The piece is entitled “This is the darkness of the womb, not of the tomb”. The title is a reworking of a phrase used by Valarie Kaur a Sikh civil rights activist, lawyer, educator, filmmaker and lawyer.
In the midst of clear political, economic, ecological, moral and human rights disasters, I often find myself overwhelmed. It is sometimes difficult to live in a world that is transgressing on human, political, environmental and economic fronts; where people are taught to think the worst about each other and to look out only for the narrow interests of self. It often seems like there are no meaningful avenues for personal agency and collective empowerment.
Through art, I’ve found that it is possible to reframe our complex, subjective realities. The principles of beauty compel us to look for beauty's source in the best and worst in our world. The leaves and the trees and the rubble and rot. The search for beauty causes us to search in the unexplored corners of existence, find awe and pull at the strings of transcendence. When we start pulling, destructive narratives of greed and ego begin to unravel. When we allow ourselves and others to experience a fuller range of what it means to be human, we discover new ways of being and collectively acting.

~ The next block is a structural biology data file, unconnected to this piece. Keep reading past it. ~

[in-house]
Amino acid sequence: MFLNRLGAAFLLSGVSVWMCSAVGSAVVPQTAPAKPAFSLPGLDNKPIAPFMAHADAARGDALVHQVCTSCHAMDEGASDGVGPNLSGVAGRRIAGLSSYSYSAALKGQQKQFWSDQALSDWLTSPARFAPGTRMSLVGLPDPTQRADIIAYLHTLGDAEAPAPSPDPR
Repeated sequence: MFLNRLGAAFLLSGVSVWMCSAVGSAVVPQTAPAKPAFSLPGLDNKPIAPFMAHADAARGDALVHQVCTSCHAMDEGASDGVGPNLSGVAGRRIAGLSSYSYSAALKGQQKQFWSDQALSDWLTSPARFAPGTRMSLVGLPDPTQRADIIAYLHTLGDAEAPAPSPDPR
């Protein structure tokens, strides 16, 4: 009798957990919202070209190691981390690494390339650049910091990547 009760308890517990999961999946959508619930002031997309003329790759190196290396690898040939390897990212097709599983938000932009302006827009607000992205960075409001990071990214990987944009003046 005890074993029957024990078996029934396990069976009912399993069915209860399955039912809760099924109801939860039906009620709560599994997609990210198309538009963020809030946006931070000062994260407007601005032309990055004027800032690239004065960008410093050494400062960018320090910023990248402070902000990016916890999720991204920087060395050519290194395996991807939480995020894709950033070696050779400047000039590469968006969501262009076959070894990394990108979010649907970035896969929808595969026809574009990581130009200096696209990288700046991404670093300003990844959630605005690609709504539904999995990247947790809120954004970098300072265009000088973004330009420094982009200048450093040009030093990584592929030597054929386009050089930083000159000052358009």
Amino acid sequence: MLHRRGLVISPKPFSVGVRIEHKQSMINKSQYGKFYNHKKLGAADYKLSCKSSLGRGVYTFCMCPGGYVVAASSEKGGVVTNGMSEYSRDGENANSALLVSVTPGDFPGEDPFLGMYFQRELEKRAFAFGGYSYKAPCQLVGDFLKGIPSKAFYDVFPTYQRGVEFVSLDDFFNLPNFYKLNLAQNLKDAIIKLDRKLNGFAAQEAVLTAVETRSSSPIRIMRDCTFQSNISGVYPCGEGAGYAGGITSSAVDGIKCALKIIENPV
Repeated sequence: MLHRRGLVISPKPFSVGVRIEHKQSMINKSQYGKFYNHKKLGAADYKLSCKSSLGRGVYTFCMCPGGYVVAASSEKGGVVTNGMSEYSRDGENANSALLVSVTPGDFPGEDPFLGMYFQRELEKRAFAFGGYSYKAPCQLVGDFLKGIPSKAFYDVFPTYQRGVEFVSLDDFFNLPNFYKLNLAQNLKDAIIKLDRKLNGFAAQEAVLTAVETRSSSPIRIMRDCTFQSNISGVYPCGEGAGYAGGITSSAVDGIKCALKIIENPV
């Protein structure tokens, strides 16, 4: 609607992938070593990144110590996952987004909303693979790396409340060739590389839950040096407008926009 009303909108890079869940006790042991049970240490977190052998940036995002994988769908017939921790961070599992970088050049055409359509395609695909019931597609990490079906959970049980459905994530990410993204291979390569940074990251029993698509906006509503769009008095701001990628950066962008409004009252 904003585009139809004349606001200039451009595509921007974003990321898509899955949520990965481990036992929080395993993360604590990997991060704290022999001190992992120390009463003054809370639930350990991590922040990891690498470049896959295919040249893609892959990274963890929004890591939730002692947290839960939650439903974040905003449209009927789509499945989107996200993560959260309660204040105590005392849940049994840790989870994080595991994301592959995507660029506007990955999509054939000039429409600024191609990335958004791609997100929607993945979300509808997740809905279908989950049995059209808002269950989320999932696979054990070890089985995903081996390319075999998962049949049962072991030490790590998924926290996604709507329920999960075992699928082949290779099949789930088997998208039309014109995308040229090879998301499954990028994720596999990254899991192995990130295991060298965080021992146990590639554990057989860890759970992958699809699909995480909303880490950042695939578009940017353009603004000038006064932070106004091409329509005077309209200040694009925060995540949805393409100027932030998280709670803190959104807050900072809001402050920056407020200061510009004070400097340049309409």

I am not happy that there is so much rubble at our feet, but I only know how to do what beauty commands. Search. Feel. Gather the building blocks and hope that when we put one stone on top of another, that something divine, substantial and resilient will be built.
. Thanks @annasofie for the 📸